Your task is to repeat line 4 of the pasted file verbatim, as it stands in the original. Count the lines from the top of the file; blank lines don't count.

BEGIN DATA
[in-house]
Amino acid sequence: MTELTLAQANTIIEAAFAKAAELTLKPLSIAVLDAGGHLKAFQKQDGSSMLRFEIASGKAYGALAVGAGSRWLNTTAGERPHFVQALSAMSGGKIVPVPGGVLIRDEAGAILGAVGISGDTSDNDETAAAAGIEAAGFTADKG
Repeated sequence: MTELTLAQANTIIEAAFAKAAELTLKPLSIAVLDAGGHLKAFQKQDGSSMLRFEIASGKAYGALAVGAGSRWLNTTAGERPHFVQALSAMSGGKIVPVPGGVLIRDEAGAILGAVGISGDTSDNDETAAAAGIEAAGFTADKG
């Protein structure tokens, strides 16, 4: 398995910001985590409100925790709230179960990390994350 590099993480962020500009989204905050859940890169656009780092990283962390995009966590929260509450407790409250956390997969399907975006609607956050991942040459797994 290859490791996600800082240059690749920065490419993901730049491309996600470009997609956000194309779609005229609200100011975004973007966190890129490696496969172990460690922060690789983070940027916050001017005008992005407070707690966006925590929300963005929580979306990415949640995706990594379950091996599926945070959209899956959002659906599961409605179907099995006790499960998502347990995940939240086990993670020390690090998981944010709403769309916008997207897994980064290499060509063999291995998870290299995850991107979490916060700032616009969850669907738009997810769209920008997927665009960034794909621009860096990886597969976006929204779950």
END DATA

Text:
């Protein structure tokens, strides 16, 4: 398995910001985590409100925790709230179960990390994350 590099993480962020500009989204905050859940890169656009780092990283962390995009966590929260509450407790409250956390997969399907975006609607956050991942040459797994 290859490791996600800082240059690749920065490419993901730049491309996600470009997609956000194309779609005229609200100011975004973007966190890129490696496969172990460690922060690789983070940027916050001017005008992005407070707690966006925590929300963005929580979306990415949640995706990594379950091996599926945070959209899956959002659906599961409605179907099995006790499960998502347990995940939240086990993670020390690090998981944010709403769309916008997207897994980064290499060509063999291995998870290299995850991107979490916060700032616009969850669907738009997810769209920008997927665009960034794909621009860096990886597969976006929204779950």